Just for the sake of completeness here is something to reproduce this really simply. Create a new database and then run this SQL script on it:

SET ANSI_NULLS ON
GO

SET QUOTED_IDENTIFIER ON
GO

CREATE TABLE [dbo].[One](
    [OneId] [nvarchar](10) NOT NULL,
    [SomeInt] [int] NOT NULL,
 CONSTRAINT [PK_Delivery] PRIMARY KEY CLUSTERED 
(
    [OneId] ASC
)WITH (PAD_INDEX = OFF, STATISTICS_NORECOMPUTE = OFF, IGNORE_DUP_KEY = OFF, ALLOW_ROW_LOCKS = ON, ALLOW_PAGE_LOCKS = ON) ON [PRIMARY]
) ON [PRIMARY]
GO

CREATE TABLE [dbo].[Two](
    [TwoId] [int] NOT NULL,
    [OneId] [nvarchar](10) NOT NULL,
 CONSTRAINT [PK_DeliveryItem] PRIMARY KEY CLUSTERED 
(
    [TwoId] ASC,
    [OneId] ASC
)WITH (PAD_INDEX = OFF, STATISTICS_NORECOMPUTE = OFF, IGNORE_DUP_KEY = OFF, ALLOW_ROW_LOCKS = ON, ALLOW_PAGE_LOCKS = ON) ON [PRIMARY]
) ON [PRIMARY]

GO

INSERT INTO Two(TwoId, OneId) VALUES (1, '1 ')
INSERT INTO One(OneId, SomeInt) VALUES ('1', 1.0)

Now create a c# console application, add a reference to the EntityFramework (version 4.3.1) and the System.Data.Entity assemblies, put this code in and run it - it will print SHOULD NOT BE PRINTED!!!.

using System;
using System.Collections.Generic;
using System.ComponentModel.DataAnnotations;
using System.Data.Entity;
using System.Linq;

namespace EFTest
{
    public class Two
    {
        public int TwoId { get; set; }
        public string OneId { get; set; }
        public virtual One One { get; set; }
    }

    public class One
    {
        public string OneId { get; set; }
        public virtual ICollection<Two> Twos { get; private set; }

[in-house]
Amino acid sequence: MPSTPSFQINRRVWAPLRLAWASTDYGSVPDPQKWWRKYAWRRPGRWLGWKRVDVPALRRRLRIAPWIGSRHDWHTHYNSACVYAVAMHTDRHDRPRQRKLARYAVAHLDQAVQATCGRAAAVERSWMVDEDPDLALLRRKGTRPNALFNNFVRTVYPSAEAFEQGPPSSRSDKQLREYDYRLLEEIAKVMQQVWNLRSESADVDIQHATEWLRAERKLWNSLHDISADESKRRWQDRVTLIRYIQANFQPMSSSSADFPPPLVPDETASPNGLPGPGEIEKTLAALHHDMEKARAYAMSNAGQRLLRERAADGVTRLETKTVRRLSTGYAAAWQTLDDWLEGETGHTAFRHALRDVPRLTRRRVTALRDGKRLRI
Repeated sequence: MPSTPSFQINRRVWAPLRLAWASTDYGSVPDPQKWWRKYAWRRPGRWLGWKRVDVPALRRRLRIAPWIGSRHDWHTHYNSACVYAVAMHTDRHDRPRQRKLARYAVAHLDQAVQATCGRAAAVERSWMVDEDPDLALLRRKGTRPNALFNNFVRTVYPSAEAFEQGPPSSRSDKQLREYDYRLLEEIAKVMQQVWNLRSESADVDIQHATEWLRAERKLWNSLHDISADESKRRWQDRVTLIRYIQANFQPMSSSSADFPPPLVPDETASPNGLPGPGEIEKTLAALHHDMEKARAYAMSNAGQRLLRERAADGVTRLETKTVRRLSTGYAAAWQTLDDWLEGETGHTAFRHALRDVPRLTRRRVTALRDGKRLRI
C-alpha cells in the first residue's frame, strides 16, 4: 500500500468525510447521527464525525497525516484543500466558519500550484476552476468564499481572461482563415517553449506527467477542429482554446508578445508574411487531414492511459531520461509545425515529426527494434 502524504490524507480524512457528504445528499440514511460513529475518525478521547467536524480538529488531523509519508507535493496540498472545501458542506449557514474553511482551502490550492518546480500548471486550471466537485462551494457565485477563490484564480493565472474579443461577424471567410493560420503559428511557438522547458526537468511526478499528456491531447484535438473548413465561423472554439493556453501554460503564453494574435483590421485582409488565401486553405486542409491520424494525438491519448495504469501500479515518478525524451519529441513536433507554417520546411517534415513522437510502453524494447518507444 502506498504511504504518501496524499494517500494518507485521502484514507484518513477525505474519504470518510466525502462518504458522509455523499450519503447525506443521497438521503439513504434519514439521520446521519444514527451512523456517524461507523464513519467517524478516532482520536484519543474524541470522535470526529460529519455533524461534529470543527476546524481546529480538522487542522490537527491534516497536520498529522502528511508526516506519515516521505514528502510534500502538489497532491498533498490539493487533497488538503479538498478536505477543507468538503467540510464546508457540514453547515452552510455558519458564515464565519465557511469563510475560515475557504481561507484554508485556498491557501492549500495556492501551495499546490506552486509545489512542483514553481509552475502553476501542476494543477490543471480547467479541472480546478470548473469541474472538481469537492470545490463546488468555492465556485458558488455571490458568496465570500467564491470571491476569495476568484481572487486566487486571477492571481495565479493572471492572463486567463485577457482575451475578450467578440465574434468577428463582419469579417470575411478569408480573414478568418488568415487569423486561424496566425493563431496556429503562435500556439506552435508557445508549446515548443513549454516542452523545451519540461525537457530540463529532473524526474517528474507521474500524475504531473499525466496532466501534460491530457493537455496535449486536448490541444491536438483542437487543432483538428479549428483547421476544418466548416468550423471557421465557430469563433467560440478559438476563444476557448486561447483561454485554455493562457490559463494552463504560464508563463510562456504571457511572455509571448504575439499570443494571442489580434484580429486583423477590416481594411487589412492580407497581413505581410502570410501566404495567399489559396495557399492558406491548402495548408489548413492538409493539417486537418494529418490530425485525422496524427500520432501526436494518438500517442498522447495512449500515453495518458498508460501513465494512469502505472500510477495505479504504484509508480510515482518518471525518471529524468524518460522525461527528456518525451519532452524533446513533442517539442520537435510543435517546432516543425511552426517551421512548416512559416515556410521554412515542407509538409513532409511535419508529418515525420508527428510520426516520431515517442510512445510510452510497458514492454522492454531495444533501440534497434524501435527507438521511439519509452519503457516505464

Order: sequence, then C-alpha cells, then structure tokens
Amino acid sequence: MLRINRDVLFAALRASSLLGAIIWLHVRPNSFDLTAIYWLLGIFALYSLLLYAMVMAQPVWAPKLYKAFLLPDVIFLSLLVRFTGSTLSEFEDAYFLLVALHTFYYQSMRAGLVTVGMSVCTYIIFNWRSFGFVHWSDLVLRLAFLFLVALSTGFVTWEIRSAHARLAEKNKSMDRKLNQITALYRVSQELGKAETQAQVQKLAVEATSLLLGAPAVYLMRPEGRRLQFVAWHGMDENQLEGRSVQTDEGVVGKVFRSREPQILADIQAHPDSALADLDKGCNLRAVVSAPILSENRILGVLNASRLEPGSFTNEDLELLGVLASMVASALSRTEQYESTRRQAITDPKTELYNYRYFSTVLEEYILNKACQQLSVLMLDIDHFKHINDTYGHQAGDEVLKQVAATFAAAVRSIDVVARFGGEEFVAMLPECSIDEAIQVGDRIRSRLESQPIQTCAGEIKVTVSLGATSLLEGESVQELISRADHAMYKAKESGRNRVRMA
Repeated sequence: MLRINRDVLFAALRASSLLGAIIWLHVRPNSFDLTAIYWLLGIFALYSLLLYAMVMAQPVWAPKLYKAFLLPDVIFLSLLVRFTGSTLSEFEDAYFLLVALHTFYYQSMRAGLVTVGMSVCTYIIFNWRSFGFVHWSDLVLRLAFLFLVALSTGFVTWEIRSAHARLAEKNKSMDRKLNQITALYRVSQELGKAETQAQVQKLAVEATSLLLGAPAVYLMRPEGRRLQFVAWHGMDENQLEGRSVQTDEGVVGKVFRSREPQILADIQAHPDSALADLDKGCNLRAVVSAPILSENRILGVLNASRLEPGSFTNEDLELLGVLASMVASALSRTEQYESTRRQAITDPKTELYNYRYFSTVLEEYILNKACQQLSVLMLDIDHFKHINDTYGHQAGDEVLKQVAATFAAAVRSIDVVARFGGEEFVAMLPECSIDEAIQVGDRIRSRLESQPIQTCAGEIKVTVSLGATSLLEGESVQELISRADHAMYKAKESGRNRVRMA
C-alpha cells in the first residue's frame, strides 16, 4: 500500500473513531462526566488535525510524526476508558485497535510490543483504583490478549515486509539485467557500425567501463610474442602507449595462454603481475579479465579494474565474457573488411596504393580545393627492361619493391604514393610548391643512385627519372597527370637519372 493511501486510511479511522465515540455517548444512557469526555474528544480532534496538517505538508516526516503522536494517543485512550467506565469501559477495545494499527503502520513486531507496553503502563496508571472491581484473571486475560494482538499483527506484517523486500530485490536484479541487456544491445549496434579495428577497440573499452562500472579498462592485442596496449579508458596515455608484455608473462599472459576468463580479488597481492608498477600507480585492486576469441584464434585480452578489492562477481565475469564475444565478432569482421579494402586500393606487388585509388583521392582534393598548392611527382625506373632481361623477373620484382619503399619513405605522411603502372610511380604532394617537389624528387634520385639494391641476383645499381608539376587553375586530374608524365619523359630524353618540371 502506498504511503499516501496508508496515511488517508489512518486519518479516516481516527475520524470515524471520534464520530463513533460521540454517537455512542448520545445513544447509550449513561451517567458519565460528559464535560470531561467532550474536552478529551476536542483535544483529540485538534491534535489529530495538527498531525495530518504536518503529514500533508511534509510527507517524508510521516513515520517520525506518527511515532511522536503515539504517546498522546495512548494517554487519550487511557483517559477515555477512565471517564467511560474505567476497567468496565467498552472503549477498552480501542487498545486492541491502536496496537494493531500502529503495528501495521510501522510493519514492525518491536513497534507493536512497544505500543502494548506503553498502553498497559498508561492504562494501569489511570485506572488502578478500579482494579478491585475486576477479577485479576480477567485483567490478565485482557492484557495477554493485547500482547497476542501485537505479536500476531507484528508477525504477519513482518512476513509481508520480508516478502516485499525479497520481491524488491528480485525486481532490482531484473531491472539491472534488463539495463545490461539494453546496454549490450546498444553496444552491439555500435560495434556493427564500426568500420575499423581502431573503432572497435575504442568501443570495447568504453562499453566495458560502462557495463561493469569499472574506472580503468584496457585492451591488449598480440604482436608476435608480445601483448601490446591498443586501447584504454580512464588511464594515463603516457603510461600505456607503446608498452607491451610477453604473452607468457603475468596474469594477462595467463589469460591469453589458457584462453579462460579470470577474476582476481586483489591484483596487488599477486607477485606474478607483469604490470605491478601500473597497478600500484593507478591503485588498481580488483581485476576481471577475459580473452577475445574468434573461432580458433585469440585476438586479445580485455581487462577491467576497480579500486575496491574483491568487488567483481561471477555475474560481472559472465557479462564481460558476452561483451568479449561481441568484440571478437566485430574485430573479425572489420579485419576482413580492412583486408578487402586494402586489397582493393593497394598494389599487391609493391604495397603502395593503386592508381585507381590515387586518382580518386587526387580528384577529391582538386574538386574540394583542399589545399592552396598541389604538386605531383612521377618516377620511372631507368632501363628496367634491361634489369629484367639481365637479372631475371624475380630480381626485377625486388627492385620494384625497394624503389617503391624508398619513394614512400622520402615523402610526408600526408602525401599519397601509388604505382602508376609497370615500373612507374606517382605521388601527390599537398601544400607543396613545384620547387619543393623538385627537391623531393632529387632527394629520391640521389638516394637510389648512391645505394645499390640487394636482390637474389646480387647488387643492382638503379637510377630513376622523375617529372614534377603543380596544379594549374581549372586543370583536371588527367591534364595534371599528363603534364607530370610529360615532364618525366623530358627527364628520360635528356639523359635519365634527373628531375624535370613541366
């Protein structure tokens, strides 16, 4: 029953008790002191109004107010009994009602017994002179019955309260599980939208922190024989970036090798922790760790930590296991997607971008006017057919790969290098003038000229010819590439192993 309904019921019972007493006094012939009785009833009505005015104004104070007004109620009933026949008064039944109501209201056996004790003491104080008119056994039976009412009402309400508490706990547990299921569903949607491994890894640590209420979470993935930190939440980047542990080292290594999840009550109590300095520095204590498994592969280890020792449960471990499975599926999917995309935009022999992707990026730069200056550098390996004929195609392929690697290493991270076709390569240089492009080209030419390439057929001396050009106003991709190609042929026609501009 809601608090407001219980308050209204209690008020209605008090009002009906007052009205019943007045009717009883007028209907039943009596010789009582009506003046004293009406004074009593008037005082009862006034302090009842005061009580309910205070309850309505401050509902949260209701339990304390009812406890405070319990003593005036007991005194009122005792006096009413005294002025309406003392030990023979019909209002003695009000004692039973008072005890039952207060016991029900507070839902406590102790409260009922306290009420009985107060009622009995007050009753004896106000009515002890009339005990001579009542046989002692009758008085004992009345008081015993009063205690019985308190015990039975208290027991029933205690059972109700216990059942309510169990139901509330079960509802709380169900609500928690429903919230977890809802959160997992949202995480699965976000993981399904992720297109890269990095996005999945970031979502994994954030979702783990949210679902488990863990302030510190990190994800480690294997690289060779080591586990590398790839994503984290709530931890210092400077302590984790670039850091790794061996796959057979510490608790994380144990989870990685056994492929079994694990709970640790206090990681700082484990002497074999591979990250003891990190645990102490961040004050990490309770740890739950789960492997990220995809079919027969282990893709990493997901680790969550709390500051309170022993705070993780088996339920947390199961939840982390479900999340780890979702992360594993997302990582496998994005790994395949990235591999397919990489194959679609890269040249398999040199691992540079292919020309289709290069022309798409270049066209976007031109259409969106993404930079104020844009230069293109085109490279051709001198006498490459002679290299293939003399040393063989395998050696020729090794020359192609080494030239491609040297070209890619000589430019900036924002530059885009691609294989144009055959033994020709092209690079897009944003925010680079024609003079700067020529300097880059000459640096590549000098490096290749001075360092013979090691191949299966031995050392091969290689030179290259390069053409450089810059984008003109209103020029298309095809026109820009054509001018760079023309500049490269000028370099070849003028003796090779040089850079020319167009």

// Comment out this property and it will work
        public int SomeInt { get; set; }

        public void AddTwo(Two two)
        {
            if (two == null)
                throw new ArgumentNullException("two");

            if (Twos == null)
                Twos = new List<Two>();

            if (!Twos.Contains(two))
                Twos.Add(two);

            two.One = this;
        }
    }

    public class Context : DbContext
    {
        public Context(string connectionString)
            : base(connectionString)
        {
            Configuration.LazyLoadingEnabled = true;
            Ones = Set<One>();
            Twos = Set<Two>();
        }

        public DbSet<One> Ones { get; private set; }
        public DbSet<Two> Twos { get; private set; }

        protected override void OnModelCreating(DbModelBuilder modelBuilder)
        {
            modelBuilder
                .Entity<One>()
                .HasKey(d => d.OneId)
                .ToTable("One");

            var two = modelBuilder.Entity<Two>();
            two.ToTable("Two");
            two.HasKey(d => new
                                {
                                    d.OneId,
                                    d.TwoId
                                });

            two.Property(d => d.TwoId)
                .HasDatabaseGeneratedOption(DatabaseGeneratedOption.None);

            two.HasRequired(m => m.One)
                .WithMany(t => t.Twos)
                .HasForeignKey(d => d.OneId);

            base.OnModelCreating(modelBuilder);
        }
    }

    internal class Program
    {
        private static void Main()
        {
            using (var ctx = new Context(@"your connection string"))
            {
                const string oneId = "1";
                var one = ctx.Ones.Single(o => o.OneId.Equals(oneId));

                if (one == null)
                {
                    Console.WriteLine("No row with one ID in the database");
                    return;
                }

                var two = ctx
                    .Twos
                    .Include(s => s.One)
                    .Single(s => s.OneId.Equals(oneId));

                Console.WriteLine(two.One == null
                                      ? "SHOULD NOT BE PRINTED!!!"
                                      : "SHOULD BE PRINTED");
            }
        }
    }
}

Then do one of these:

  • Comment out the SomeInt property on the One class
  • Trim off the space in the database (UPDATE Two SET OneId = RTRIM(OneId)).

Either will work (obviously the trimming is the only reasonable real-life fix).

share|improve this answer

Your Answer

 
discard

By posting your answer, you agree to the privacy policy and terms of service.

Not the answer you're looking for? Browse other questions tagged or ask your own question.